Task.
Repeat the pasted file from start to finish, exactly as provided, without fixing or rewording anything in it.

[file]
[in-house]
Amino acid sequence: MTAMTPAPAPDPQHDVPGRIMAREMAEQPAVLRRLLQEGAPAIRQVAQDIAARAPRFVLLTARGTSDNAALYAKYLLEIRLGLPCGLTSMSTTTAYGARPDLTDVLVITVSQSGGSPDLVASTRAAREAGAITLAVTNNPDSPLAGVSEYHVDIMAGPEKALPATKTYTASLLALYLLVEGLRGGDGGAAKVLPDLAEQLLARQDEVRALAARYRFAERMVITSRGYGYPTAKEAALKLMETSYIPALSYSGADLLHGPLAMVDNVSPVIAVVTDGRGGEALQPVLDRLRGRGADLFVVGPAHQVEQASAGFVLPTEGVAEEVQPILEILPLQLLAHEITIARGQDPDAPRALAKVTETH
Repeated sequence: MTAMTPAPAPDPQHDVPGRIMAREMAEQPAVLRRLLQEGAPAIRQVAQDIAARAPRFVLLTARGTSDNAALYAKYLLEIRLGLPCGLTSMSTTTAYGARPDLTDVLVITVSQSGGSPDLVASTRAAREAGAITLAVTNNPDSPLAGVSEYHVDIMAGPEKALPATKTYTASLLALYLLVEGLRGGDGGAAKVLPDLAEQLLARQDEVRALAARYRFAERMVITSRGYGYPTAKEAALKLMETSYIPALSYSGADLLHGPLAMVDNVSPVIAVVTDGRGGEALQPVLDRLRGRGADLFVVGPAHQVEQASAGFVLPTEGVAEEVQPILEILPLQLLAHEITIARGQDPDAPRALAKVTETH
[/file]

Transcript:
[in-house]
Amino acid sequence: MTAMTPAPAPDPQHDVPGRIMAREMAEQPAVLRRLLQEGAPAIRQVAQDIAARAPRFVLLTARGTSDNAALYAKYLLEIRLGLPCGLTSMSTTTAYGARPDLTDVLVITVSQSGGSPDLVASTRAAREAGAITLAVTNNPDSPLAGVSEYHVDIMAGPEKALPATKTYTASLLALYLLVEGLRGGDGGAAKVLPDLAEQLLARQDEVRALAARYRFAERMVITSRGYGYPTAKEAALKLMETSYIPALSYSGADLLHGPLAMVDNVSPVIAVVTDGRGGEALQPVLDRLRGRGADLFVVGPAHQVEQASAGFVLPTEGVAEEVQPILEILPLQLLAHEITIARGQDPDAPRALAKVTETH
Repeated sequence: MTAMTPAPAPDPQHDVPGRIMAREMAEQPAVLRRLLQEGAPAIRQVAQDIAARAPRFVLLTARGTSDNAALYAKYLLEIRLGLPCGLTSMSTTTAYGARPDLTDVLVITVSQSGGSPDLVASTRAAREAGAITLAVTNNPDSPLAGVSEYHVDIMAGPEKALPATKTYTASLLALYLLVEGLRGGDGGAAKVLPDLAEQLLARQDEVRALAARYRFAERMVITSRGYGYPTAKEAALKLMETSYIPALSYSGADLLHGPLAMVDNVSPVIAVVTDGRGGEALQPVLDRLRGRGADLFVVGPAHQVEQASAGFVLPTEGVAEEVQPILEILPLQLLAHEITIARGQDPDAPRALAKVTETH